Last edited by RowdyTI; 09-18-18 at 08:09 PM.
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Old 09-19-18, 05:28 AM
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Should be easy enough to do. Redish your front wheel to one side and redish your rear wheel to the other. There's your offset. Tweak your brakes to suit, try it out and get back to us.
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Old 09-19-18, 05:37 AM
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Originally Posted by RowdyTI View Post
Even if we're talking about a small precision offset of just 3 mm per wheel?

That's a good Ted Talk. The extreme of the two wheels offset is that the bike stands on its own. The theory is that a small precision offset would increase stability without being noticeably clumsy.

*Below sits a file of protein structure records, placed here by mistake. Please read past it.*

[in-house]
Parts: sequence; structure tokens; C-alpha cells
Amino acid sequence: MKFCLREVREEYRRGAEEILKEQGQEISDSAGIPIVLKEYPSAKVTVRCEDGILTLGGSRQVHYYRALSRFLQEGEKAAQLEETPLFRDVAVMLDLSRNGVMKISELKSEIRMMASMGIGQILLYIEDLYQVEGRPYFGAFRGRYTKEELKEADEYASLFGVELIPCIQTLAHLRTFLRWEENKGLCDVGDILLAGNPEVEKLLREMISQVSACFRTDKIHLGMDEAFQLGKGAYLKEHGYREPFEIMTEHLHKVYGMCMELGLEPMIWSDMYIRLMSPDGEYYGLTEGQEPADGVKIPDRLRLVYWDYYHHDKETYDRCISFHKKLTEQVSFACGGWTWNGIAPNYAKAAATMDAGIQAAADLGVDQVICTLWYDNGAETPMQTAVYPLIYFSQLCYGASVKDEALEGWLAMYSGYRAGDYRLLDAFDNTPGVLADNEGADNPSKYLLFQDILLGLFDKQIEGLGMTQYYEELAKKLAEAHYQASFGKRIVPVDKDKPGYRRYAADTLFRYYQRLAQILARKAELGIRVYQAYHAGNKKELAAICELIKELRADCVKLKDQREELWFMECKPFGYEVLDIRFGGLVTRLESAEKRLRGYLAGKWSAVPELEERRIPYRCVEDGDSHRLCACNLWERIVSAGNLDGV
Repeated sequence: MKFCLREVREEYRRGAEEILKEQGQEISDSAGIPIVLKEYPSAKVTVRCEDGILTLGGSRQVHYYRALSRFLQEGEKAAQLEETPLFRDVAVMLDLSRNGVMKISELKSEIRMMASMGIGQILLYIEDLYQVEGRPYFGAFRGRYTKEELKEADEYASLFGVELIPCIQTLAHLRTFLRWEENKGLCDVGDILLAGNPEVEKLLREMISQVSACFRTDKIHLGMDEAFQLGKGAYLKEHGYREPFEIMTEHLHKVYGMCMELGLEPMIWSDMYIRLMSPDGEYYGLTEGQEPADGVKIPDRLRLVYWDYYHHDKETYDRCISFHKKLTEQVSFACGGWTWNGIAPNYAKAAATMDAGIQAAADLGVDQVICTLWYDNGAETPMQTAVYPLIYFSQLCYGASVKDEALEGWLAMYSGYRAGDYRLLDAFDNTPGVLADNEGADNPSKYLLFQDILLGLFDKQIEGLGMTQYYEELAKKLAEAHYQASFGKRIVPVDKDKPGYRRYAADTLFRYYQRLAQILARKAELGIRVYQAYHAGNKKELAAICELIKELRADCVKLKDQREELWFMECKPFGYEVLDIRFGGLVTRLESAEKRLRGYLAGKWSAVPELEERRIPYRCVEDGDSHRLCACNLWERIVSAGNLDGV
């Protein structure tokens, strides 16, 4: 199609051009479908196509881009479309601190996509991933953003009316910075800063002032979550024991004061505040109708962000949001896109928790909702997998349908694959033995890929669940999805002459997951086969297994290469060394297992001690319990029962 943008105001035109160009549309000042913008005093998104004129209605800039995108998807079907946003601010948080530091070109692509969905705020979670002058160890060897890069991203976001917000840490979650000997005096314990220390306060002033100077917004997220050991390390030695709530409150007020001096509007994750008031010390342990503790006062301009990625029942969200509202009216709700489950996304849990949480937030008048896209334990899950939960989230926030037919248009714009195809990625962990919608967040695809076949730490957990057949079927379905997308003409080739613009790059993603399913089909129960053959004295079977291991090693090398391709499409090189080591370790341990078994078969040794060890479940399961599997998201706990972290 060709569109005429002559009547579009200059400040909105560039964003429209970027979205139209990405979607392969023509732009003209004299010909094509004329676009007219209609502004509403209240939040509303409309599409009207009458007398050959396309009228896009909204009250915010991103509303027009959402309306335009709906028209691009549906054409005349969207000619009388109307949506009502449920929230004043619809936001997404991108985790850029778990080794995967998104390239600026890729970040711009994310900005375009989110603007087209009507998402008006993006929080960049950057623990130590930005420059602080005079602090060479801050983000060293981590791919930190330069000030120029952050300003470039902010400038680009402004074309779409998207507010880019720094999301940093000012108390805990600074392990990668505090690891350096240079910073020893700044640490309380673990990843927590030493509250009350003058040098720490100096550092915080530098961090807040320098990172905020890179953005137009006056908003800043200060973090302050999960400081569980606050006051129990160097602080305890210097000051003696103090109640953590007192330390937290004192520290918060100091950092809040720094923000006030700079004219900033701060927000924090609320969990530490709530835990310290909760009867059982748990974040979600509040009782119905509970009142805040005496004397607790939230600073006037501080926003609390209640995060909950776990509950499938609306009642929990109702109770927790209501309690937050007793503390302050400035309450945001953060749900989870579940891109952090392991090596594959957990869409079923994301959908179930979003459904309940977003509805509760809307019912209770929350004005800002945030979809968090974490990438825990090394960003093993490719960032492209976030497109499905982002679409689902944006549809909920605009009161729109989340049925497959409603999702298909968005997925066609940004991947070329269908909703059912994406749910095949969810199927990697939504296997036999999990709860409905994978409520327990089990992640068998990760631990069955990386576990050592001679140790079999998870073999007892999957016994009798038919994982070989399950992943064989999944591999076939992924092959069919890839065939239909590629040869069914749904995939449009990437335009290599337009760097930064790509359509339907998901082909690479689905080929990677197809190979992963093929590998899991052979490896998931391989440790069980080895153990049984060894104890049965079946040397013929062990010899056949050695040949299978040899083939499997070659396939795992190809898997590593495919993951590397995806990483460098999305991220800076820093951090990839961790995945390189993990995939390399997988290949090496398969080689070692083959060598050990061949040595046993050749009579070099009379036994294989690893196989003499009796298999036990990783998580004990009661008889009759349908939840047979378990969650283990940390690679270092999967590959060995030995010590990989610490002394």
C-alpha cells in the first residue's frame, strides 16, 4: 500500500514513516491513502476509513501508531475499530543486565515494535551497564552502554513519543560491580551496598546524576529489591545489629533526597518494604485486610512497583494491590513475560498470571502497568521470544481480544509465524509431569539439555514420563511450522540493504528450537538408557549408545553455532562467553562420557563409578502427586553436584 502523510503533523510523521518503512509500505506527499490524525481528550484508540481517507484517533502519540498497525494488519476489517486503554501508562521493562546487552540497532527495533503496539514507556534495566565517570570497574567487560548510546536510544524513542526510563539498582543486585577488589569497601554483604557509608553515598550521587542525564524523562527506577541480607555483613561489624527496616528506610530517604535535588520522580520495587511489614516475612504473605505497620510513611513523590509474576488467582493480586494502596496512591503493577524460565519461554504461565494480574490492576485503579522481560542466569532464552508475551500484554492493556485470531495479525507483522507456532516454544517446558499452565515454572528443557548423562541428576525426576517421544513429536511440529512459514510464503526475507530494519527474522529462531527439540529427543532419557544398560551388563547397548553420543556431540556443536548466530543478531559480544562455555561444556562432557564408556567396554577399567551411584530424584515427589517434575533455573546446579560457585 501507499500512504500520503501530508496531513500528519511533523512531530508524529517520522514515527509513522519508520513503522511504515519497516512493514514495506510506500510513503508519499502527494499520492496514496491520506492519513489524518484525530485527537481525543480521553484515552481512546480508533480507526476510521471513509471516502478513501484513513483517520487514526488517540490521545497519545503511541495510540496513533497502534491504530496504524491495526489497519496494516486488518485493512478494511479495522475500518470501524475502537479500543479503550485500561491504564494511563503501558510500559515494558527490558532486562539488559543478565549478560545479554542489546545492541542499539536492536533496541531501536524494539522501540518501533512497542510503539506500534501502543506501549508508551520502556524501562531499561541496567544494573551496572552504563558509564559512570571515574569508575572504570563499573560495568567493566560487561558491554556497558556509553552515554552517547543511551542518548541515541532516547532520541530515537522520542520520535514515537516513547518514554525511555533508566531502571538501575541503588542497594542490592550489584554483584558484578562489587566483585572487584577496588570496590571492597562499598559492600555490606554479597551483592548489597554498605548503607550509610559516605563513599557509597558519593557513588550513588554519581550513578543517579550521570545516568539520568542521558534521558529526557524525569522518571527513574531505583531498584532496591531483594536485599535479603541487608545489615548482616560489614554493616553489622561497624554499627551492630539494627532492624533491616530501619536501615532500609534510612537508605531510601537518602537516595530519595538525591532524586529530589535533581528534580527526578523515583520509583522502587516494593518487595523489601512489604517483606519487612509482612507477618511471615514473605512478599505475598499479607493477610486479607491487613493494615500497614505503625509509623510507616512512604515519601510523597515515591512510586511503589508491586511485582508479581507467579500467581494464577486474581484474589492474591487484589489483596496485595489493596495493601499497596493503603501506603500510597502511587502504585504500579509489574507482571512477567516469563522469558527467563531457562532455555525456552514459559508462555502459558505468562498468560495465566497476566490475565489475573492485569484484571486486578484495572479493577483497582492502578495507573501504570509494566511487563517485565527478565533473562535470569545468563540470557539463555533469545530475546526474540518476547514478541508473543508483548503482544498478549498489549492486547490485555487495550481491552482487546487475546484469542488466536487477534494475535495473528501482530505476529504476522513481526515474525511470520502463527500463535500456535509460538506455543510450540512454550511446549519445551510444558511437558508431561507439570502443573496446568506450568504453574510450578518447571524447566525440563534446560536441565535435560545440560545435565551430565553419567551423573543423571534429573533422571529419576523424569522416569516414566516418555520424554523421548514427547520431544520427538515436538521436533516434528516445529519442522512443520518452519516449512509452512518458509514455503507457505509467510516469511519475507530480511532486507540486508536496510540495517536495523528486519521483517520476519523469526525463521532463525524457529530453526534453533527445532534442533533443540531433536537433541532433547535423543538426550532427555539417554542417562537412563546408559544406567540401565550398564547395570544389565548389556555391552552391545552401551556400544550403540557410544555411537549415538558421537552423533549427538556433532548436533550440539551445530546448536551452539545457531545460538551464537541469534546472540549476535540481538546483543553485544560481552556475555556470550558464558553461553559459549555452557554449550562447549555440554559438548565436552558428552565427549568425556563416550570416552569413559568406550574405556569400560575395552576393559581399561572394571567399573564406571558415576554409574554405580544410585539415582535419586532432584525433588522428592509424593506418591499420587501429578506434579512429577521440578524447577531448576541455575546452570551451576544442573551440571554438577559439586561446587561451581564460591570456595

You should actually try this with ...and then come back and edit your post.
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Old 09-19-18, 05:54 AM
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Originally Posted by RowdyTI View Post
The extreme of the two wheels offset is that the bike stands on its own.
uuuh...
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Old 09-19-18, 06:41 AM
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I think you are on to something here, but to make it even better just a 2nd wheel in back! It would not only be more stable, but each wheel and tire on such a "tri-bike would have to carry less weight, so they would be less stressed. More stable, fewer flats, longer lasting wheels - what's not to like? Of course for the ultimate in stability 4 wheels would be even better.